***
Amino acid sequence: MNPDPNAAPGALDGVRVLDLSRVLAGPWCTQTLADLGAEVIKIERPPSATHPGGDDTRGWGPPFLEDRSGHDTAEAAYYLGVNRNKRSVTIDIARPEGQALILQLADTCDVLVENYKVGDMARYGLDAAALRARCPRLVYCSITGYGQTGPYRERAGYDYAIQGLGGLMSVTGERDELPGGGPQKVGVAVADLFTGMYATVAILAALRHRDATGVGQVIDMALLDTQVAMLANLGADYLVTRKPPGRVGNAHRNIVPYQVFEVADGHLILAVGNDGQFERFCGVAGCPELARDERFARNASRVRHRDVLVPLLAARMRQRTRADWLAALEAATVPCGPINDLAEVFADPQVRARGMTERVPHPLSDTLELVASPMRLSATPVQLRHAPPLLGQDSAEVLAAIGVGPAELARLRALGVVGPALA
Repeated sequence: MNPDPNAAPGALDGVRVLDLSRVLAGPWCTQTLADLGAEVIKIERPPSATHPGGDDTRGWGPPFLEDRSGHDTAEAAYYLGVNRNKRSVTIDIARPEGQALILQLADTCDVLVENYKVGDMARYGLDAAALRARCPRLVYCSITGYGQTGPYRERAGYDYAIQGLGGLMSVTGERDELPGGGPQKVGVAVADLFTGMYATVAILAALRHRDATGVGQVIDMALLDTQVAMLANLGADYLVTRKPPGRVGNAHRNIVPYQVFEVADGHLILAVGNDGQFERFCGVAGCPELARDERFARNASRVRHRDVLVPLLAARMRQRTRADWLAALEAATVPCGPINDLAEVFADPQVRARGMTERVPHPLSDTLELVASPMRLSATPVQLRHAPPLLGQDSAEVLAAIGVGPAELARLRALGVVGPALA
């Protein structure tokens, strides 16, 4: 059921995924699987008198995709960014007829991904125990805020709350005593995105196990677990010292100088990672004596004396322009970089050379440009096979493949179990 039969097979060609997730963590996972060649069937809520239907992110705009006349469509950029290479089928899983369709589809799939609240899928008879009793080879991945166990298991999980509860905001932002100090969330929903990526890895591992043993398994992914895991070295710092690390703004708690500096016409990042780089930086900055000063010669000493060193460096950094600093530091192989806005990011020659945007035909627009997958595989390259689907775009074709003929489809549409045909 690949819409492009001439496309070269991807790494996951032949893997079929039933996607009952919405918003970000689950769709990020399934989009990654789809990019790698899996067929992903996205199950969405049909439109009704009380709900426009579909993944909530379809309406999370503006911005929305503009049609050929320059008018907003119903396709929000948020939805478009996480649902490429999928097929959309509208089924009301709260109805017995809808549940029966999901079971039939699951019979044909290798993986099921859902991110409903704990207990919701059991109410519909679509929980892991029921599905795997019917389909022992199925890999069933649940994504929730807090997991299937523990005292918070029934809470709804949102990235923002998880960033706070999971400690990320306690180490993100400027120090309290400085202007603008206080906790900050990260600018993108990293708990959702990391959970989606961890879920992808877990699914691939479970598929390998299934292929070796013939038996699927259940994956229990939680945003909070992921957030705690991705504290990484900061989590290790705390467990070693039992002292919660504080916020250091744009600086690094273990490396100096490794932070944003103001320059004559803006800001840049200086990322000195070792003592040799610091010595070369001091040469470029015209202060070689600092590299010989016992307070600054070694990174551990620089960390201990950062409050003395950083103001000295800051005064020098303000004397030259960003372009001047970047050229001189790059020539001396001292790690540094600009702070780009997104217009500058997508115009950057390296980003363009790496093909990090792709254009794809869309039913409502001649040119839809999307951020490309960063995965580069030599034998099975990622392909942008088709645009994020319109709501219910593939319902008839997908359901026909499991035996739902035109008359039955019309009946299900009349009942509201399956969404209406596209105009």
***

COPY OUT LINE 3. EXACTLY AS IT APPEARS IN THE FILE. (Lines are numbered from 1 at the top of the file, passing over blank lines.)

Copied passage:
């Protein structure tokens, strides 16, 4: 059921995924699987008198995709960014007829991904125990805020709350005593995105196990677990010292100088990672004596004396322009970089050379440009096979493949179990 039969097979060609997730963590996972060649069937809520239907992110705009006349469509950029290479089928899983369709589809799939609240899928008879009793080879991945166990298991999980509860905001932002100090969330929903990526890895591992043993398994992914895991070295710092690390703004708690500096016409990042780089930086900055000063010669000493060193460096950094600093530091192989806005990011020659945007035909627009997958595989390259689907775009074709003929489809549409045909 690949819409492009001439496309070269991807790494996951032949893997079929039933996607009952919405918003970000689950769709990020399934989009990654789809990019790698899996067929992903996205199950969405049909439109009704009380709900426009579909993944909530379809309406999370503006911005929305503009049609050929320059008018907003119903396709929000948020939805478009996480649902490429999928097929959309509208089924009301709260109805017995809808549940029966999901079971039939699951019979044909290798993986099921859902991110409903704990207990919701059991109410519909679509929980892991029921599905795997019917389909022992199925890999069933649940994504929730807090997991299937523990005292918070029934809470709804949102990235923002998880960033706070999971400690990320306690180490993100400027120090309290400085202007603008206080906790900050990260600018993108990293708990959702990391959970989606961890879920992808877990699914691939479970598929390998299934292929070796013939038996699927259940994956229990939680945003909070992921957030705690991705504290990484900061989590290790705390467990070693039992002292919660504080916020250091744009600086690094273990490396100096490794932070944003103001320059004559803006800001840049200086990322000195070792003592040799610091010595070369001091040469470029015209202060070689600092590299010989016992307070600054070694990174551990620089960390201990950062409050003395950083103001000295800051005064020098303000004397030259960003372009001047970047050229001189790059020539001396001292790690540094600009702070780009997104217009500058997508115009950057390296980003363009790496093909990090792709254009794809869309039913409502001649040119839809999307951020490309960063995965580069030599034998099975990622392909942008088709645009994020319109709501219910593939319902008839997908359901026909499991035996739902035109008359039955019309009946299900009349009942509201399956969404209406596209105009």